LONDON (Reuters) – An unprecedented deal by oil producers to curb supply to match demand hollowed out by the coronavirus pandemic is set to depend partly on purchases by consumer countries for their strategic stocks on a scale not before seen.
FILE PHOTO: The logo of the Organization of the Petroleoum Exporting Countries (OPEC) is seen outside of OPEC’s headquarters in Vienna, Austria April 9, 2020. REUTERS/Leonhard Foeger
The Organization of the Petroleum Exporting Countries (OPEC) along with Russia and other producing countries – a grouping known as OPEC+ – partnered with other oil-pumping powerhouses like the United States for an agreement set to remove a total of around 19.5 million barrels per day (bpd) from the market.
Officials and sources from OPEC+ states indicated the International Energy Agency (IEA), the energy watchdog for the world’s most industrialised nations, may announce purchases of up to several million bpd to buoy the deal.
But the IEA has never before performed a coordinated stocks purchase and has no effective mandate to do so, said two industry sources familiar with the process.
“It’s completely down to individual countries,” one of the sources said.
The IEA has in the past announced coordinated stocks releases, like during U.S. hurricane Katrina and the war in Libya. But never purchases.
The IEA said it would publish its monthly report on Wednesday in which it would provide an update on the latest market developments.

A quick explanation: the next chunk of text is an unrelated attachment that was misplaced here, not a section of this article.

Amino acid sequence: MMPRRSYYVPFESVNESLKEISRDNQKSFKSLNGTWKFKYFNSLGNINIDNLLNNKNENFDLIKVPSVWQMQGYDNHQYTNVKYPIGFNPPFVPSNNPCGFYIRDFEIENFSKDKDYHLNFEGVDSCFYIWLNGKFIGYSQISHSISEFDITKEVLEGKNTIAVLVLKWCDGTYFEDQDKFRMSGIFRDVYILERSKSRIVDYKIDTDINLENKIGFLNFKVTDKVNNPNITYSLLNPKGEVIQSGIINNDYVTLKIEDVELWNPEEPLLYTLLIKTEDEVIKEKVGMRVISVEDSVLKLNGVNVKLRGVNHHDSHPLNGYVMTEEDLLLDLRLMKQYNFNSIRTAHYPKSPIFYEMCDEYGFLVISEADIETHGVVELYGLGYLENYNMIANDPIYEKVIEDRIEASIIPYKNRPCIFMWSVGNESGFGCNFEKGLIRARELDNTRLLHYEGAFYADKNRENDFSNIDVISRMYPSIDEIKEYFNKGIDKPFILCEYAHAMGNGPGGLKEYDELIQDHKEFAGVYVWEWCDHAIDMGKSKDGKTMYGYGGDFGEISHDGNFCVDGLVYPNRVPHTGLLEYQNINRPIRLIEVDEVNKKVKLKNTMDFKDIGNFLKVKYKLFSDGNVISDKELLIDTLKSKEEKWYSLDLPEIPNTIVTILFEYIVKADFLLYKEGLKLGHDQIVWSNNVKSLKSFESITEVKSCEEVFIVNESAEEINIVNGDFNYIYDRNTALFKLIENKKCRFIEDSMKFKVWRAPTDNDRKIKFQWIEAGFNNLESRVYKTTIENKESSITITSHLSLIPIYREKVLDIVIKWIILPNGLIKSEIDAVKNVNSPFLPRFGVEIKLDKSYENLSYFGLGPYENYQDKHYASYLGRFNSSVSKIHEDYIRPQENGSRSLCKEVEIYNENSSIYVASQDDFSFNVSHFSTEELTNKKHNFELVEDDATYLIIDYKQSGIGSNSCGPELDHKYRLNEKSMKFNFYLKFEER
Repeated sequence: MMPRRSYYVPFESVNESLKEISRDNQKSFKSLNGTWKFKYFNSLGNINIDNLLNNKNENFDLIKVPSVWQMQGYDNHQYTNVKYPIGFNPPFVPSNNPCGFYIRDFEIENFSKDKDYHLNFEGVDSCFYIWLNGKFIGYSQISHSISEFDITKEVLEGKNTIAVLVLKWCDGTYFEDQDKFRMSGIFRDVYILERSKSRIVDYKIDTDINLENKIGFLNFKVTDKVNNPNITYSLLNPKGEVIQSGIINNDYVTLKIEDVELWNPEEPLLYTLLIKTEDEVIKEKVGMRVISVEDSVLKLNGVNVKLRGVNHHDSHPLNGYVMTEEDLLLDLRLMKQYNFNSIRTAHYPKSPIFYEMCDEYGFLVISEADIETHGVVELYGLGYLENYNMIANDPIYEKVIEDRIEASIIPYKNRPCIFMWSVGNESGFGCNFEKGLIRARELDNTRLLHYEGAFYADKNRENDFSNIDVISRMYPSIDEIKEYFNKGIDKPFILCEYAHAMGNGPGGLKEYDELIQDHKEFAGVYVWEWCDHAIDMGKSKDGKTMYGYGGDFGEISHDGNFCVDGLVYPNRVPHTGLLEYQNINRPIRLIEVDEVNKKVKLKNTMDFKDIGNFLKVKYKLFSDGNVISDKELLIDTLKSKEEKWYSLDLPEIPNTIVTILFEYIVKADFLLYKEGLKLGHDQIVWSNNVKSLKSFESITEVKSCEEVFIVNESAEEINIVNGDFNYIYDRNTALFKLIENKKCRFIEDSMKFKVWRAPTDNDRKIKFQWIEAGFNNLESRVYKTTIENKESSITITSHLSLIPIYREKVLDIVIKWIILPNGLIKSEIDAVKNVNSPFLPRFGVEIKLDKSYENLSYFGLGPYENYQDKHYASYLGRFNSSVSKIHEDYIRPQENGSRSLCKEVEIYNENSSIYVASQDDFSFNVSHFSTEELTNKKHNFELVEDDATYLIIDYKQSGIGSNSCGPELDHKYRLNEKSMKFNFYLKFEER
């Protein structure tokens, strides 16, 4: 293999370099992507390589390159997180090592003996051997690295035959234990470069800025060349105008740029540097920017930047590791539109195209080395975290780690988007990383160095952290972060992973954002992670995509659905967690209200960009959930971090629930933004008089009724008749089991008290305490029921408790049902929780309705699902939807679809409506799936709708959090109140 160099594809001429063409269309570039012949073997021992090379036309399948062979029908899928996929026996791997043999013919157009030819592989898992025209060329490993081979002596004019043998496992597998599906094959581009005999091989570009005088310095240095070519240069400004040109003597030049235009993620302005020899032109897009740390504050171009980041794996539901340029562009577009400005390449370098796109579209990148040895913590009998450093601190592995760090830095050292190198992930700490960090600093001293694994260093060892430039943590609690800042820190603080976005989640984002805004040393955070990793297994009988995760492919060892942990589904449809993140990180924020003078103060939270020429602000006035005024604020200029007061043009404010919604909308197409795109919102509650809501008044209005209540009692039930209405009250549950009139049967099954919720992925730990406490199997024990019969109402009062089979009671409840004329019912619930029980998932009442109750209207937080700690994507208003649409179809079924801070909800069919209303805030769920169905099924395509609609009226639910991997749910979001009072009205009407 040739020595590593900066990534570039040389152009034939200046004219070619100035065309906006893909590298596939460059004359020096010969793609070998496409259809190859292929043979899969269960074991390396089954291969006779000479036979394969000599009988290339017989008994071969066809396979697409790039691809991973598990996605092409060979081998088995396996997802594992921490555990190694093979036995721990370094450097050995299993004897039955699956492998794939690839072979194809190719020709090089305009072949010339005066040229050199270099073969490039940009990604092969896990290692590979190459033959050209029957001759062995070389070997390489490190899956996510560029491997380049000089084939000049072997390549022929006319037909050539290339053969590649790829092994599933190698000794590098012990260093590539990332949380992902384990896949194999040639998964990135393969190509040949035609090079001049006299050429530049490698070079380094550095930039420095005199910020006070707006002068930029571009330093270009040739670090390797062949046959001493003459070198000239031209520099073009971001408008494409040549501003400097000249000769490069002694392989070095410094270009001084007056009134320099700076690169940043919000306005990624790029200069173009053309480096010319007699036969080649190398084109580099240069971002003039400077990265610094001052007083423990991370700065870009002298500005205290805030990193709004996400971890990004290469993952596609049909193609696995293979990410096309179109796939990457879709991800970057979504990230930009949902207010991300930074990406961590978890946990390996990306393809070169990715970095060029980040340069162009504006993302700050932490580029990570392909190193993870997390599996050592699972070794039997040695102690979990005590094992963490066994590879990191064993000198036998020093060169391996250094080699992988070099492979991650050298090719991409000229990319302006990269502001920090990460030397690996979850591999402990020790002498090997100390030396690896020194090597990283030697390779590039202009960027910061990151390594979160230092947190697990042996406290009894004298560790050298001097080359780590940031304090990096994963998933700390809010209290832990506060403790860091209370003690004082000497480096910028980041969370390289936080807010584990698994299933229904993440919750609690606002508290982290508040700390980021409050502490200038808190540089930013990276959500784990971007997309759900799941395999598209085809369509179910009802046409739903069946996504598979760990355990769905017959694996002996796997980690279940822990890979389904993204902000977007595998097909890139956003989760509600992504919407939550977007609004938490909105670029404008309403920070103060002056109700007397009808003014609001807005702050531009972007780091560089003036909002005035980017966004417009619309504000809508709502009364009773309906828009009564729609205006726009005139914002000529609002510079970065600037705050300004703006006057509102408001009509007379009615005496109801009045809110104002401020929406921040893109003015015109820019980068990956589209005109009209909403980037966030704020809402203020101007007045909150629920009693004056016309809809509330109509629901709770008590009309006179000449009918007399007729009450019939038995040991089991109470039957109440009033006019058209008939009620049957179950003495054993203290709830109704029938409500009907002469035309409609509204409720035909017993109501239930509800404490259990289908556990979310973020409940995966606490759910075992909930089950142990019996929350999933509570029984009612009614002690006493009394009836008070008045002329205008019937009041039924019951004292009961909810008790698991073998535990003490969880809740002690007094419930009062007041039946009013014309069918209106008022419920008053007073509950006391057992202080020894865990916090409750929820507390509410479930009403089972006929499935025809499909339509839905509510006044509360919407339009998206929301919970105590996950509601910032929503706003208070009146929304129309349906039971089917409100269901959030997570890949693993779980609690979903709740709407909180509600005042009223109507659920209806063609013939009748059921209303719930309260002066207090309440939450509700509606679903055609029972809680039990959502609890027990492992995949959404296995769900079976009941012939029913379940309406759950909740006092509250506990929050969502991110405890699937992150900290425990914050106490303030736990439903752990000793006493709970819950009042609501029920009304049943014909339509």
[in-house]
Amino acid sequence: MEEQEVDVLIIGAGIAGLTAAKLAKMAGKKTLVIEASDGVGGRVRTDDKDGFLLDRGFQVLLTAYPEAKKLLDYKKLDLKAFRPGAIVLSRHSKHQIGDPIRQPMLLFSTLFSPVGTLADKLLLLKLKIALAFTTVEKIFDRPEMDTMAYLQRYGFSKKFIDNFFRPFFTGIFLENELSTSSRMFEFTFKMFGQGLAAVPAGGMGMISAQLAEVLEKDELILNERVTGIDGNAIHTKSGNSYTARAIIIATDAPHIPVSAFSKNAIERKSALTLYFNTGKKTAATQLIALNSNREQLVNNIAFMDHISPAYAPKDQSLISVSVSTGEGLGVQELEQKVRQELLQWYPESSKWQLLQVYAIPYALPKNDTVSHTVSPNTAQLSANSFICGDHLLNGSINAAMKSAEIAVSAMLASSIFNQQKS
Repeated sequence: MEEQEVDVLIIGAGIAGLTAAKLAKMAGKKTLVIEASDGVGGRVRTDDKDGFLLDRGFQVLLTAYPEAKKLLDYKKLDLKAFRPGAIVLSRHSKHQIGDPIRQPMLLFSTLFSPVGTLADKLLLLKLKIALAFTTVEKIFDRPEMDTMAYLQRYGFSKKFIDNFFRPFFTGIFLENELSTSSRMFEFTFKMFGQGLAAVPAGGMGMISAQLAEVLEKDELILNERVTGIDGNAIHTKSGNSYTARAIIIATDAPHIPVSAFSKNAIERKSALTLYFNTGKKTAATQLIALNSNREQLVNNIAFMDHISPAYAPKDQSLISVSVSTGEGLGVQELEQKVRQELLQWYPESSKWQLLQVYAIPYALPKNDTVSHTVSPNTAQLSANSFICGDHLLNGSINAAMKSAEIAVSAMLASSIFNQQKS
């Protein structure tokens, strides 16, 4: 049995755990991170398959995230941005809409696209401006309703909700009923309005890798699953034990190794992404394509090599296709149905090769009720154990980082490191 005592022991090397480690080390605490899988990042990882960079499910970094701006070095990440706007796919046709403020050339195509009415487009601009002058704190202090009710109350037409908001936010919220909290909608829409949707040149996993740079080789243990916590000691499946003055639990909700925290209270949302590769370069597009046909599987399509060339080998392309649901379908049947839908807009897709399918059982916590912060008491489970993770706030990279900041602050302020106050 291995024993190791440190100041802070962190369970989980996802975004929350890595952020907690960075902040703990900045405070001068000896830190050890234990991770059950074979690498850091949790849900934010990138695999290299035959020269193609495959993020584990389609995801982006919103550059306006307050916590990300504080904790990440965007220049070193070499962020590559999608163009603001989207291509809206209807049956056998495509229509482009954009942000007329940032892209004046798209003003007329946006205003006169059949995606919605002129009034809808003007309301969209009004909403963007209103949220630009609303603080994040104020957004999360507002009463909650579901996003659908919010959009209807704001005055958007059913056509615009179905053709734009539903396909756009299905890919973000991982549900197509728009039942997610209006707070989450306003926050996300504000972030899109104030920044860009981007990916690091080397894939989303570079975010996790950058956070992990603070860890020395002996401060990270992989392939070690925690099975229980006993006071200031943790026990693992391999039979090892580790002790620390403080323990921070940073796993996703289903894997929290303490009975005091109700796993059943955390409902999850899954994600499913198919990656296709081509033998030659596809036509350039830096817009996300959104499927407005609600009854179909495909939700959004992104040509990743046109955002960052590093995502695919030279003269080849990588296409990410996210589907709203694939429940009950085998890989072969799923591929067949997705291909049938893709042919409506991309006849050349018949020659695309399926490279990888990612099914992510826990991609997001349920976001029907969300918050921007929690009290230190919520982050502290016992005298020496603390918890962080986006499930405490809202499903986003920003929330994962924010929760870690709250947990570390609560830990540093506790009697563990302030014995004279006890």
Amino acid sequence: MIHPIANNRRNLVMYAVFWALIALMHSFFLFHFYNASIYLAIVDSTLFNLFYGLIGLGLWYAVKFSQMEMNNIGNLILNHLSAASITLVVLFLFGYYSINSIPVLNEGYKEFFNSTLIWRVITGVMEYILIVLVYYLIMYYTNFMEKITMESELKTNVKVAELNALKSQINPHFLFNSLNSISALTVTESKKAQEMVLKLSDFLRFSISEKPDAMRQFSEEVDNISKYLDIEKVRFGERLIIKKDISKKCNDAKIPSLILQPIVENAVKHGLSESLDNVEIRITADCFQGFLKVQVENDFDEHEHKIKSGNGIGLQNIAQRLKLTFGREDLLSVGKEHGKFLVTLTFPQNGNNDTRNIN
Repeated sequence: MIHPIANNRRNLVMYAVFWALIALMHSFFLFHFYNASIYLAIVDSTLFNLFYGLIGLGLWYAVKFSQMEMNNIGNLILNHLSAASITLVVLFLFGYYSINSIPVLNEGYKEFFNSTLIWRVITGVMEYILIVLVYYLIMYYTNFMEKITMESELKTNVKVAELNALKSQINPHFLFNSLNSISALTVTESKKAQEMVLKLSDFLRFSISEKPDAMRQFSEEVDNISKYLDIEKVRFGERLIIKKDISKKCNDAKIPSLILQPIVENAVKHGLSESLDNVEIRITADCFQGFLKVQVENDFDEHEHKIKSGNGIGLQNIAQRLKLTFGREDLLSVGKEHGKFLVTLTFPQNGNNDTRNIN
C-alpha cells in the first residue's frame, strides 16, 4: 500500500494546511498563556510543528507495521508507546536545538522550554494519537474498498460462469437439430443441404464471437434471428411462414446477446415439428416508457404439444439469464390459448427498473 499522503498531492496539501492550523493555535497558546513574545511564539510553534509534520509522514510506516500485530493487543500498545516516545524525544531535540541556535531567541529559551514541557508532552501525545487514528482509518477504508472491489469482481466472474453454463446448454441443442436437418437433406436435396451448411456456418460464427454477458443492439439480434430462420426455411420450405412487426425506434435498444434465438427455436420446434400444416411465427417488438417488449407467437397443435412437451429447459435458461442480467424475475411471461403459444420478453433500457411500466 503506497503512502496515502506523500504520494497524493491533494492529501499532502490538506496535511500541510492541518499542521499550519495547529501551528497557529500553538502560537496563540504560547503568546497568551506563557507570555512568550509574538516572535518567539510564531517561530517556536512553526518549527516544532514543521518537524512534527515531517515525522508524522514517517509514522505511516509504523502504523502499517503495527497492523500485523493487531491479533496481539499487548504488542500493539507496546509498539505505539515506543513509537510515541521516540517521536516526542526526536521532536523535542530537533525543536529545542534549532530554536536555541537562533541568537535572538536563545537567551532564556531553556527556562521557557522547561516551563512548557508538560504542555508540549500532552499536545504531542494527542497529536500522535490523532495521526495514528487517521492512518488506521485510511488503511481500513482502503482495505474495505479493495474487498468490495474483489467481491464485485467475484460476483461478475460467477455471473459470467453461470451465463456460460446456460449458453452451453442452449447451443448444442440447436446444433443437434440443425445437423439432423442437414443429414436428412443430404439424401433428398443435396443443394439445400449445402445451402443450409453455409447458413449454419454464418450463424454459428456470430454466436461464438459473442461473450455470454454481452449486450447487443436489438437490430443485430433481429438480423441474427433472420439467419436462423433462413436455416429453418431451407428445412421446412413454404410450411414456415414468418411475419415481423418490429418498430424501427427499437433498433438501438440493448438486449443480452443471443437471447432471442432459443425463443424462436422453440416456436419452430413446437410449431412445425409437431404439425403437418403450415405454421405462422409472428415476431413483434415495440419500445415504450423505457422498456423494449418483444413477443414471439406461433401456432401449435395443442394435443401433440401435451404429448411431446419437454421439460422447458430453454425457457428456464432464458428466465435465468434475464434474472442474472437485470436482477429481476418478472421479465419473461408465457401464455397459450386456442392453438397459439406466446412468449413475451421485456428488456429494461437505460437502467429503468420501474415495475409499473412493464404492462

Saudi Arabia’s energy minister Prince Abdulaziz bin Salman said on Monday that oil purchases into reserves (SPRs) would reach 200 million barrels over the next couple of months, citing the IEA, while three OPEC+ sources said stocks purchases by IEA countries would reach around 3 million bpd in the next couple of months.
The United States – the world’s biggest oil producer but an even bigger consumer – along with Japan and South Korea have said they could buy oil to replenish reserves.
The U.S. Energy Department said on Tuesday it is negotiating with nine energy companies to store about 23 million barrels of domestically produced oil in the SPR.
Still, such purchases would seem far short of what some producer countries appear to hope for.
Associate member India said it would fill its SPR by the third week of May by moving about 19 million barrels into the sites.
Another associate member China has made no public comments, although traders have said Beijing has been actively buying oil into strategic stocks in March and April.
Some market watchers believe the purchase estimates floated by OPEC+ officials are ambitious but not strictly impossible.
“The U.S. currently has 78.5 million barrels of spare capacity left in its SPR”, Rystad senior oil market analyst Paola Rodriguez-Masiu told Reuters.
“South Korea has some 35 million barrels and Japan about 50 million barrels left, but this is including commercial storage. So, the 200 million barrels figure is feasible, but it will imply that everyone fills tanks to the brim.”
Still, UBS commodities analyst Giovanni Staunovo saw little incentive for developed countries to stock up beyond long-standing agreed levels, noting coordinated stocks purchases would require additional funds at a time of far larger economic problems.
“Each IEA country has the obligation to hold emergency oil stocks (crude and products) equivalent to at least 90 days of net oil imports,” Staunovo added. “I am sceptical they will decide to increase those stocks unless it makes sense from a financial perspective.”
Reporting by Dmitry Zhdannikov and Bozorgmehr Sharafedin; Writing by Noah Browning; Editing by David Holmes